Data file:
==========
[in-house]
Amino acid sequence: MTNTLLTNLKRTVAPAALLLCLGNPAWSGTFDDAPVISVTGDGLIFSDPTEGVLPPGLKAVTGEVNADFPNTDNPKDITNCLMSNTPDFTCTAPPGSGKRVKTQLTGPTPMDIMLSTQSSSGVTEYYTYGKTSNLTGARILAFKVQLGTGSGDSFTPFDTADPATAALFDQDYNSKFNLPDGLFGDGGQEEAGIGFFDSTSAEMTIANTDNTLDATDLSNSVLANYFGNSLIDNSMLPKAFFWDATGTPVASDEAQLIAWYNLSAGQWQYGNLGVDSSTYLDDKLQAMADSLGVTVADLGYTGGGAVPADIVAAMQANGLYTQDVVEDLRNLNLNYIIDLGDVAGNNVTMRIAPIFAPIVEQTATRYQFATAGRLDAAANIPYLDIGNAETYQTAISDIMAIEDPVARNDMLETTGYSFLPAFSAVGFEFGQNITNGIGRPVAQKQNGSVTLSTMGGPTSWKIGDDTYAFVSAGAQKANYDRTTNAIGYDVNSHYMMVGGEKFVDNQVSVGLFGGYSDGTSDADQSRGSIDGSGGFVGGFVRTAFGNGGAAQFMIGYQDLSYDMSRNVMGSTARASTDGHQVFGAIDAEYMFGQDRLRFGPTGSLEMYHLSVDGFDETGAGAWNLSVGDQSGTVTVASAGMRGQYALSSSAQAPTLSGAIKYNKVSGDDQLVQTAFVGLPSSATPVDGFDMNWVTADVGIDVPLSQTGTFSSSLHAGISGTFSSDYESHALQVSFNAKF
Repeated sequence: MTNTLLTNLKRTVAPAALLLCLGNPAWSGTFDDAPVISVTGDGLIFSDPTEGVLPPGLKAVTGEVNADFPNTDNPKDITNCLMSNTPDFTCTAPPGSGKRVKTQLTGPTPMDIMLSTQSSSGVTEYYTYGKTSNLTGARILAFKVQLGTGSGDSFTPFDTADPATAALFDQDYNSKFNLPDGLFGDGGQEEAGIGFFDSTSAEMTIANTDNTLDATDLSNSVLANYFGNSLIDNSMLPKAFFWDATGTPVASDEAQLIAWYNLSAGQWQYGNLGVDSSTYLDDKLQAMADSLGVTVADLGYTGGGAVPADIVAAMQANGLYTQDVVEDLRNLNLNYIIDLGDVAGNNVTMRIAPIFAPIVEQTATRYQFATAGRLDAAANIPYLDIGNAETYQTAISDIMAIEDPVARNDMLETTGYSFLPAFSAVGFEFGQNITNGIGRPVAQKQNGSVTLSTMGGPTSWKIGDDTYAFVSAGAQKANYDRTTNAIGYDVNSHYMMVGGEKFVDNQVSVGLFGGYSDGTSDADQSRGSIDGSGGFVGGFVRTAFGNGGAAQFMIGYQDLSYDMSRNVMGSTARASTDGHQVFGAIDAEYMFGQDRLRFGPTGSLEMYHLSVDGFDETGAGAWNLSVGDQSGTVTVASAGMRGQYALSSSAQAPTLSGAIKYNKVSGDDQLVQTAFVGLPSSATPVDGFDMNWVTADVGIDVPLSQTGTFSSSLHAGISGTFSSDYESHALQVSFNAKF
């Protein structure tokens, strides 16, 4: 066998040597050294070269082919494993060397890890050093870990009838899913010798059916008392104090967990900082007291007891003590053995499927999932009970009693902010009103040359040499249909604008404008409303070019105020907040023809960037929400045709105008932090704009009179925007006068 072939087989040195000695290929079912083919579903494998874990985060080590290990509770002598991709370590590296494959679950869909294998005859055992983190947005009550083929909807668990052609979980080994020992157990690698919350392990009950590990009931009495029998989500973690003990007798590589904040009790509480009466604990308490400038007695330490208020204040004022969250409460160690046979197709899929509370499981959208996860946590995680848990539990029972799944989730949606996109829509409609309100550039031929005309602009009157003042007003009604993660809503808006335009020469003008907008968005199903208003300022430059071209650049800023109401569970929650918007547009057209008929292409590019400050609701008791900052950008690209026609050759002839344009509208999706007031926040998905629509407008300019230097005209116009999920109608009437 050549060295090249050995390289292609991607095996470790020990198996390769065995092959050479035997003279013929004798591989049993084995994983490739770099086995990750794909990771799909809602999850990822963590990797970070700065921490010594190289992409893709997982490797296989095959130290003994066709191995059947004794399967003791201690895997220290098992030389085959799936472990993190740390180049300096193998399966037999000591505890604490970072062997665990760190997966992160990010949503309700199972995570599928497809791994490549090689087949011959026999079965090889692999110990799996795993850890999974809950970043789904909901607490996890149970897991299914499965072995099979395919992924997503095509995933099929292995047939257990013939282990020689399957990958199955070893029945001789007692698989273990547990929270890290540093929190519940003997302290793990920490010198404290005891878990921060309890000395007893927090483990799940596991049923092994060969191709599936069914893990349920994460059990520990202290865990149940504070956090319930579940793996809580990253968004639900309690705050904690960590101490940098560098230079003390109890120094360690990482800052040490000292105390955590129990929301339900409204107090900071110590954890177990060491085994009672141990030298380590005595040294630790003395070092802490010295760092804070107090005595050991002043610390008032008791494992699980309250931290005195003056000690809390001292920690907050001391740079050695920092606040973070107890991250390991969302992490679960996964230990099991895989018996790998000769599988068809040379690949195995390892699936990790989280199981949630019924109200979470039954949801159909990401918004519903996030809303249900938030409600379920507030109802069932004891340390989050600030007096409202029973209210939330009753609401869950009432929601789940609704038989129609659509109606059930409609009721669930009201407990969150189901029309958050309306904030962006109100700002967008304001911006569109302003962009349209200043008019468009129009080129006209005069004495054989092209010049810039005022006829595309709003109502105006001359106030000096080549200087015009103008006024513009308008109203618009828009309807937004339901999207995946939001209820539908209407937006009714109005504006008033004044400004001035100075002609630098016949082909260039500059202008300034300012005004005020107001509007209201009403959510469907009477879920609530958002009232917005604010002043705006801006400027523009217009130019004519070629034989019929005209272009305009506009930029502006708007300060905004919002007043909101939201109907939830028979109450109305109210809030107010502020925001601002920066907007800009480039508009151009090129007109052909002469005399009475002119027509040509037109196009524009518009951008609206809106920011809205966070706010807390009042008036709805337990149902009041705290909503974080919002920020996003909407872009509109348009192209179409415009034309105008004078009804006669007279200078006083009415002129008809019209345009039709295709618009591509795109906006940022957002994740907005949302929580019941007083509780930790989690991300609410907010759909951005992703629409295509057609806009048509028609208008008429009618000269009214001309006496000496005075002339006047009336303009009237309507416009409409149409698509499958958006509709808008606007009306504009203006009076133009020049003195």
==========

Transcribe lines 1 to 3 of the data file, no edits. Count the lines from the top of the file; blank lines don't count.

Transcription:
[in-house]
Amino acid sequence: MTNTLLTNLKRTVAPAALLLCLGNPAWSGTFDDAPVISVTGDGLIFSDPTEGVLPPGLKAVTGEVNADFPNTDNPKDITNCLMSNTPDFTCTAPPGSGKRVKTQLTGPTPMDIMLSTQSSSGVTEYYTYGKTSNLTGARILAFKVQLGTGSGDSFTPFDTADPATAALFDQDYNSKFNLPDGLFGDGGQEEAGIGFFDSTSAEMTIANTDNTLDATDLSNSVLANYFGNSLIDNSMLPKAFFWDATGTPVASDEAQLIAWYNLSAGQWQYGNLGVDSSTYLDDKLQAMADSLGVTVADLGYTGGGAVPADIVAAMQANGLYTQDVVEDLRNLNLNYIIDLGDVAGNNVTMRIAPIFAPIVEQTATRYQFATAGRLDAAANIPYLDIGNAETYQTAISDIMAIEDPVARNDMLETTGYSFLPAFSAVGFEFGQNITNGIGRPVAQKQNGSVTLSTMGGPTSWKIGDDTYAFVSAGAQKANYDRTTNAIGYDVNSHYMMVGGEKFVDNQVSVGLFGGYSDGTSDADQSRGSIDGSGGFVGGFVRTAFGNGGAAQFMIGYQDLSYDMSRNVMGSTARASTDGHQVFGAIDAEYMFGQDRLRFGPTGSLEMYHLSVDGFDETGAGAWNLSVGDQSGTVTVASAGMRGQYALSSSAQAPTLSGAIKYNKVSGDDQLVQTAFVGLPSSATPVDGFDMNWVTADVGIDVPLSQTGTFSSSLHAGISGTFSSDYESHALQVSFNAKF
Repeated sequence: MTNTLLTNLKRTVAPAALLLCLGNPAWSGTFDDAPVISVTGDGLIFSDPTEGVLPPGLKAVTGEVNADFPNTDNPKDITNCLMSNTPDFTCTAPPGSGKRVKTQLTGPTPMDIMLSTQSSSGVTEYYTYGKTSNLTGARILAFKVQLGTGSGDSFTPFDTADPATAALFDQDYNSKFNLPDGLFGDGGQEEAGIGFFDSTSAEMTIANTDNTLDATDLSNSVLANYFGNSLIDNSMLPKAFFWDATGTPVASDEAQLIAWYNLSAGQWQYGNLGVDSSTYLDDKLQAMADSLGVTVADLGYTGGGAVPADIVAAMQANGLYTQDVVEDLRNLNLNYIIDLGDVAGNNVTMRIAPIFAPIVEQTATRYQFATAGRLDAAANIPYLDIGNAETYQTAISDIMAIEDPVARNDMLETTGYSFLPAFSAVGFEFGQNITNGIGRPVAQKQNGSVTLSTMGGPTSWKIGDDTYAFVSAGAQKANYDRTTNAIGYDVNSHYMMVGGEKFVDNQVSVGLFGGYSDGTSDADQSRGSIDGSGGFVGGFVRTAFGNGGAAQFMIGYQDLSYDMSRNVMGSTARASTDGHQVFGAIDAEYMFGQDRLRFGPTGSLEMYHLSVDGFDETGAGAWNLSVGDQSGTVTVASAGMRGQYALSSSAQAPTLSGAIKYNKVSGDDQLVQTAFVGLPSSATPVDGFDMNWVTADVGIDVPLSQTGTFSSSLHAGISGTFSSDYESHALQVSFNAKF